This collaborative exhibition is a collection of work created by teens participating in arts education programs across San Diego County. Highlighted here are graphic novels, text, photography, video work, and drawings born out of Words Alive’s Adolescent Book Group; AjA Project’s Collective Voices; San Diego Art Institute’s Expressive Arts Program; and a curated selection of work from North County teens. These are artifacts of becoming; still frames of durational processes in which selfhood is formed in, through, and against influence which seeks to delimit, ultimately expanding preordained parameters through the exercise of personal agency via artistic expression. Self-Titled was exhibited at SDAI in June, and will be on view at Linksoul in Oceanside from August 27- September 5, hosted by The Hill Street Country Club - a contemporary art nonprofit based in Oceanside. 



Opening Reception | Saturday, August 27 | 6:00-8:00PM @ Linksoul  

530 S Coast Highway, Oceanside CA


DEAN RAMOS | JOINED by Margaret Hernandez

This exhibition consists of three distinct types of work. The first group is carved wood sculptures, some of which are abstract and others depict human or animal like forms. The second consists of sculptural abstractions which are light and airy; they appear to defy gravity as they hang within and upon the architecture of the gallery. The third group is low relief linear abstractions inspired by architectural principles and forms.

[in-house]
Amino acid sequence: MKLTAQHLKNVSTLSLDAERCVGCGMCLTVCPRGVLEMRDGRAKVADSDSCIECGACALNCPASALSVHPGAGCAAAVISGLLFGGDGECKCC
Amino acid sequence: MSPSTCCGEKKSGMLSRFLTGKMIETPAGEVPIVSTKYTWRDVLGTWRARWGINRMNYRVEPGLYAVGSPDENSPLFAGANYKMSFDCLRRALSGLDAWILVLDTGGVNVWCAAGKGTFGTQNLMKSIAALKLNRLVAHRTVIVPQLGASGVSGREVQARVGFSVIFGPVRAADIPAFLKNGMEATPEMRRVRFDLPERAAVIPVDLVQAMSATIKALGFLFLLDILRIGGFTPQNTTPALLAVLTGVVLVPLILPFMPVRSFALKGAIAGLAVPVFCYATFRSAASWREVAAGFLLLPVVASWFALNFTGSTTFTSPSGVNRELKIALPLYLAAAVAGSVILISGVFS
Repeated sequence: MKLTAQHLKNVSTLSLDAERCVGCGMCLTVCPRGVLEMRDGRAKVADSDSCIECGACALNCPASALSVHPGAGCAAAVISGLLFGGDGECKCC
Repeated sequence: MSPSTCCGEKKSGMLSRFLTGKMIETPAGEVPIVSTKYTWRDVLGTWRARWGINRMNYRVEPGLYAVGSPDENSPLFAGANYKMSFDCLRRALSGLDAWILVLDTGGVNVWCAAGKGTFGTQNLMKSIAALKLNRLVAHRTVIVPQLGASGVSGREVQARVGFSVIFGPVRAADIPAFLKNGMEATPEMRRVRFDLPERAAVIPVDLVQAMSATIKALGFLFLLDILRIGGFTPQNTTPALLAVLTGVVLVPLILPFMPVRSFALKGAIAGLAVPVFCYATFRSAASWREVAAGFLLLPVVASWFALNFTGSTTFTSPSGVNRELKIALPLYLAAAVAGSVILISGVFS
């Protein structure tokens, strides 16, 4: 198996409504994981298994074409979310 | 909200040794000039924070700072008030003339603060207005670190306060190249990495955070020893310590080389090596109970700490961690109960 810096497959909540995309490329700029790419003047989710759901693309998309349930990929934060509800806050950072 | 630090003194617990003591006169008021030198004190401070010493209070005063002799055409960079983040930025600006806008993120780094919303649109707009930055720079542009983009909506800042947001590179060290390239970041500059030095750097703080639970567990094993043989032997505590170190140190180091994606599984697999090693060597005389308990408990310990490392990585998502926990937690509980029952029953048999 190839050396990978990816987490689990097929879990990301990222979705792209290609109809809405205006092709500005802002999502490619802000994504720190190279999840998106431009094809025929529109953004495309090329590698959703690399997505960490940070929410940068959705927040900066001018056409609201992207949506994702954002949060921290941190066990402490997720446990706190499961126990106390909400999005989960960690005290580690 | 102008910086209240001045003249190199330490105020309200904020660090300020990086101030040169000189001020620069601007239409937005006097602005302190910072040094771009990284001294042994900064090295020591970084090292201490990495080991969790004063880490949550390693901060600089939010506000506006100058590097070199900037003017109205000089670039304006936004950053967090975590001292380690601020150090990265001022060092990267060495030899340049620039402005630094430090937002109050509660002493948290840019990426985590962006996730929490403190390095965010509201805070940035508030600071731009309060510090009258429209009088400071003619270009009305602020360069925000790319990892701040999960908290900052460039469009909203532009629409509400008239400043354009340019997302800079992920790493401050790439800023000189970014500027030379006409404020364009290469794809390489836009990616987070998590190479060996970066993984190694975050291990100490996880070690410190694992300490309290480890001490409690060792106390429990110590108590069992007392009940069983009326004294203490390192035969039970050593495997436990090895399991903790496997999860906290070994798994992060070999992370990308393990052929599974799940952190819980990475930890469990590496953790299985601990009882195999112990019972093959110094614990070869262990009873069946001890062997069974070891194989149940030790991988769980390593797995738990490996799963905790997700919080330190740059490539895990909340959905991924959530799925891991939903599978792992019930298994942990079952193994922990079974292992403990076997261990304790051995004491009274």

These works were produced over the past several years; the most recent pieces are tar covered white plastic sculptures. The variety of works exhibit a continual exploration of new visual forms and the expressive potential of materials. 


                                     OPENING RECEPTION | FRIDAY OCTOBER 2, 2015 @ LINKSOUL LAB


                                   OPENING RECEPTION | FRIDAY OCTOBER 2, 2015 @ LINKSOUL LAB

Q & A with Artist, Geoff Cunningham about his most recent work SACRIFICE/SOUVENIR

Where does this work start?